Conference, good afternoon, it’s fantastic to be here in Manchester.
For our country to prosper and succeed in the future, we need to make it a country that works for everyone.
Education and skills are right at the very heart of that ambition.
Our Party, in government, has made huge improvements to our education system, improvements that are transforming the opportunities for our young people and our country.
We should be exceptionally proud of that fact.
1.8million more children being taught in schools that are good or outstanding than when Labour were voted out in 2010.
That has not happened by accident. Labour’s legacy was grade inflation, which meant ever-rising GCSE grades whilst standards fell, and a shocking number of children leaving school without the basic skills they needed.
Conservative Education Ministers stepped in, with a programme of bold, ambitious reforms.
Giving choice to parents with the introduction of free schools.
Giving more freedom to head teachers to innovate and improve standards through academies.
Delivering a more rigorous curriculum, establishing a world-class examination system at GCSE and A-level, so our young people come out of our school system with the level of knowledge and the skills they need – and that ultimately employers need – to be successful.
And in this past year, we have gone further, tackling the iniquitous decades-old post code lottery in school funding in England, introducing a national fair funding formula, backed by an extra £1.3bn funding for the core schools budget.
And in the last month we’ve also delivered on our promise to introduce 30 hours of free childcare for working parents – that is going to make a very big difference to literally hundreds of thousands of families.
And in teaching, there are already a record number of teachers in our schools – 15,500 more than in 2010.
But I am determined to help strengthen the profession through stronger qualifications and ensuring access to continued professional development, right the way through a teacher’s career.
The fact is the historic attainment gap in our schools between children from disadvantaged backgrounds and their better-off peers is now finally closing.
And in Higher Education, thanks to our reforms and the removal of Labour’s perverse cap on student places – which was literally a cap on aspiration, more talented young people from disadvantaged backgrounds than ever before are getting the chance to go to our world-class universities.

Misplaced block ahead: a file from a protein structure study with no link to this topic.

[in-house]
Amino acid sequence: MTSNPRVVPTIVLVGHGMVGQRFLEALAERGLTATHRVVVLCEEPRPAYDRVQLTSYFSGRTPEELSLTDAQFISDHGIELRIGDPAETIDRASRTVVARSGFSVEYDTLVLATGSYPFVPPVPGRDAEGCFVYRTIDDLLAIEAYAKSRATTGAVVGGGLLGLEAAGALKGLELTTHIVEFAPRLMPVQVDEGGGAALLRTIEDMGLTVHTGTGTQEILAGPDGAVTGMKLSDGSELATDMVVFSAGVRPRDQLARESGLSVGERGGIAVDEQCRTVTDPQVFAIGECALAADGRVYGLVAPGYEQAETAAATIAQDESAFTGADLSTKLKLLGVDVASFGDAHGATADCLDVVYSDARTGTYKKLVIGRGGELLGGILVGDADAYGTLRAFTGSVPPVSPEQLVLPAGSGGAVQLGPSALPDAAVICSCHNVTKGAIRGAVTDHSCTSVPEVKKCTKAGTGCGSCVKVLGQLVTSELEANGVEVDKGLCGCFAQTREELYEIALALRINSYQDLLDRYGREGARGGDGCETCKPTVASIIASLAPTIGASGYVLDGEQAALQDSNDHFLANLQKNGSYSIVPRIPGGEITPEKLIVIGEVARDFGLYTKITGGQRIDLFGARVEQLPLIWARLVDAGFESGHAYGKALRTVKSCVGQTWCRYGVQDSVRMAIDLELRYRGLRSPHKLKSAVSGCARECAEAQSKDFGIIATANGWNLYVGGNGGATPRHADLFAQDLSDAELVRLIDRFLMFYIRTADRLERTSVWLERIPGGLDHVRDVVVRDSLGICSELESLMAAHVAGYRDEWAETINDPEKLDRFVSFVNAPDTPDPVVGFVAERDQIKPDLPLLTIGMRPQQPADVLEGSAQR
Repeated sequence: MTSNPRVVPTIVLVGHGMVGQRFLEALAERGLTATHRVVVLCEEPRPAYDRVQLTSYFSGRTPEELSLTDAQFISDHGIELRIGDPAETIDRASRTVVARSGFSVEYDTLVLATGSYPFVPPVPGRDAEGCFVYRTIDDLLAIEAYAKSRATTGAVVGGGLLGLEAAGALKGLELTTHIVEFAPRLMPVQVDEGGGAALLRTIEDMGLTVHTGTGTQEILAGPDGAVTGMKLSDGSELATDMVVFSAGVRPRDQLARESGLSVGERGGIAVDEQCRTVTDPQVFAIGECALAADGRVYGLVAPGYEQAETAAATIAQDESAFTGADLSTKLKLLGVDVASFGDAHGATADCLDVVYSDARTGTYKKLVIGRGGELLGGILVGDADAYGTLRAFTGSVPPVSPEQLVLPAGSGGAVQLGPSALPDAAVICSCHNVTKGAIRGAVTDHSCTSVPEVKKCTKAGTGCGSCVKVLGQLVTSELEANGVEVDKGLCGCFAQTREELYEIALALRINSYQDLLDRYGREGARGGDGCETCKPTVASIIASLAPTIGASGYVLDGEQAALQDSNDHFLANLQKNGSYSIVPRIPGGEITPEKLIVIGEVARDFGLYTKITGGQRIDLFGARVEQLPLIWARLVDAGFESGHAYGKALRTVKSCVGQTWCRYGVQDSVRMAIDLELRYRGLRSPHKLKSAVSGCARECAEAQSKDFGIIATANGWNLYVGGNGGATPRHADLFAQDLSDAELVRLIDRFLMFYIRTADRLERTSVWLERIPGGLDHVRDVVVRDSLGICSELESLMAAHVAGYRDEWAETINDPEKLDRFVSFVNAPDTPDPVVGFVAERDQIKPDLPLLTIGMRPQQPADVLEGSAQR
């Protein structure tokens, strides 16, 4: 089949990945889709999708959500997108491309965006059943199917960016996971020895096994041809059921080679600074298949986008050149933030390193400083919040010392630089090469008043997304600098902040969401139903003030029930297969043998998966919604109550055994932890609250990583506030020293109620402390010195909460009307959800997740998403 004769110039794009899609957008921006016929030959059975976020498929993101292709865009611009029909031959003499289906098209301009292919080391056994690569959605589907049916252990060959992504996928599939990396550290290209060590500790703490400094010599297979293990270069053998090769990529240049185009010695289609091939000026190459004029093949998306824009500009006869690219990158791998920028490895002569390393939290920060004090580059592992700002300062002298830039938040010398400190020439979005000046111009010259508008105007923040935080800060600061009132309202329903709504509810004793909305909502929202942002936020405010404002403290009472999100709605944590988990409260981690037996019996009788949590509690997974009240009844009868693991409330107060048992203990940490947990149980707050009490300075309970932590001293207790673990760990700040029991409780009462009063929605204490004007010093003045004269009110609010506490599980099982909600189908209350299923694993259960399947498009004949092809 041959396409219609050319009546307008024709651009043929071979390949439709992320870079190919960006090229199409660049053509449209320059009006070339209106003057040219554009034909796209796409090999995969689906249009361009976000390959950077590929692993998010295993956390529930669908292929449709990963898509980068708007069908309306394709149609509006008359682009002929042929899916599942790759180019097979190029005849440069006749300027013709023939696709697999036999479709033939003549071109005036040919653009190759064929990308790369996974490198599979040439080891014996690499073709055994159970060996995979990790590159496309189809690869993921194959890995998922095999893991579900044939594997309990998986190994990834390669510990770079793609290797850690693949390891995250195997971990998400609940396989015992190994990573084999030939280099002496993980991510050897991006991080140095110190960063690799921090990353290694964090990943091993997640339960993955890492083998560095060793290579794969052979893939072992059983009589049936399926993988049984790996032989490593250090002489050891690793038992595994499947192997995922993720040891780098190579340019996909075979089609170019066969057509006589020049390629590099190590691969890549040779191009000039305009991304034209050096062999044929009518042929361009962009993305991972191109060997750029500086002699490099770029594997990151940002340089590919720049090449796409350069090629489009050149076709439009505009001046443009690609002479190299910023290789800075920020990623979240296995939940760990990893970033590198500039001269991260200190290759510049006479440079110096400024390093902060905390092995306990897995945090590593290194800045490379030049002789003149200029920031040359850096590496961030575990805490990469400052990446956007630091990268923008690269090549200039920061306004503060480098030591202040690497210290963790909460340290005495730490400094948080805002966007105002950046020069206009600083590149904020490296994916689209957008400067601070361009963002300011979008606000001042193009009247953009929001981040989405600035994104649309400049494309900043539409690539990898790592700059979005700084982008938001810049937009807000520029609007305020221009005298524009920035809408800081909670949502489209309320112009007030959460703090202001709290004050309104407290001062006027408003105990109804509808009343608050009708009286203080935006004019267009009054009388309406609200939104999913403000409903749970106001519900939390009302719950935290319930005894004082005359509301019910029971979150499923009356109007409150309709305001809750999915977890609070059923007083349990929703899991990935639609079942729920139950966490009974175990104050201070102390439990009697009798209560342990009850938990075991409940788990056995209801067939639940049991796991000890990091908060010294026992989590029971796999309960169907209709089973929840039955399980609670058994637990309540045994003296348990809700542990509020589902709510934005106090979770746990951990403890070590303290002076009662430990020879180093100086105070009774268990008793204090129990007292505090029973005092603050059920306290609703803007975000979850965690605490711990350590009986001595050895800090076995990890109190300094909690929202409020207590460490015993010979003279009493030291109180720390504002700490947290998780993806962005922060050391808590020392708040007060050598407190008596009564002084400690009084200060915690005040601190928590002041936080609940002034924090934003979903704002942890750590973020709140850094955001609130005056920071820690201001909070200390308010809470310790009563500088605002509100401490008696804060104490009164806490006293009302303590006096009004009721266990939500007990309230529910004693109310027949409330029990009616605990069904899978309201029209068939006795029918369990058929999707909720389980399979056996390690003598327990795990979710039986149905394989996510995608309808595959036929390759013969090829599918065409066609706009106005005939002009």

In fact, last year 18 year olds from disadvantaged areas were 43 per cent more likely to go to university than in 2009.
But there’s a whole lot more we can – and must do – to help make sure that this really is a country that works for everyone, and that the benefits of our education reforms are spread to all areas, so that how far someone can go in life isn’t determined by their family background or where in the country they are born.
But we know that for some children, their development has already fallen behind on literacy and numeracy by the time they even start school.
So, I am announcing that the next phase of our £140million Strategic School Improvement Fund will include a new focus on boosting literacy and numeracy during a child’s Reception year.
Our Maths Hubs are already spreading excellence in maths teaching.
Today I can announce we are now going to invest a further £6million to put them in more areas where we want them to make the biggest difference.
And we will also create a new £12million network of English Hubs, in the Northern Powerhouse, to further improve early language and literacy.
And because great teachers are at the heart of a great education, I want to do more to support schools to be able to attract and keep the best of the teaching profession.
We will invest more than £30million in tailored support for getting more great teachers in some of the schools that struggle the most with recruitment and retention.
And we will introduce a pilot student loan reimbursement programme to help attract and retain teachers, and we will target it at the subjects and areas of the country that need them most.
Last year in Birmingham, I announced the first six ‘Opportunity Areas’ – places facing some of the biggest challenges for young people growing up, where we are working inside and outside schools, with local communities and charities, and with employers like EDF Energy in West Somerset, Grant Thornton in Norwich, and Rolls Royce in Derby, not just to raise educational attainment in the school system, but also to raise sights and broaden horizons for those young people, through mentoring and work experience.
Since then I have doubled the number of ‘Opportunity Areas’ we are working in. I am determined that we will apply the lessons that we learn from them on what works, to boost opportunity for young people in other parts of the country too.
But I want also to talk about the children outside our mainstream schools, in so-called Alternative Provision settings.
These are the children with perhaps the most challenges in their lives, which mainstream schools often find it less easy to deal with.
Less than 4 per cent of these children achieved A*- C in English and maths GSCEs compared to more than 64 per cent of children in state-funded mainstream schools. None of us should accept that.
It is just as unacceptable that compared to other children, they are they are so much more likely to end up in the criminal justice system.
But with the right support, earlier, their lives could have been on track.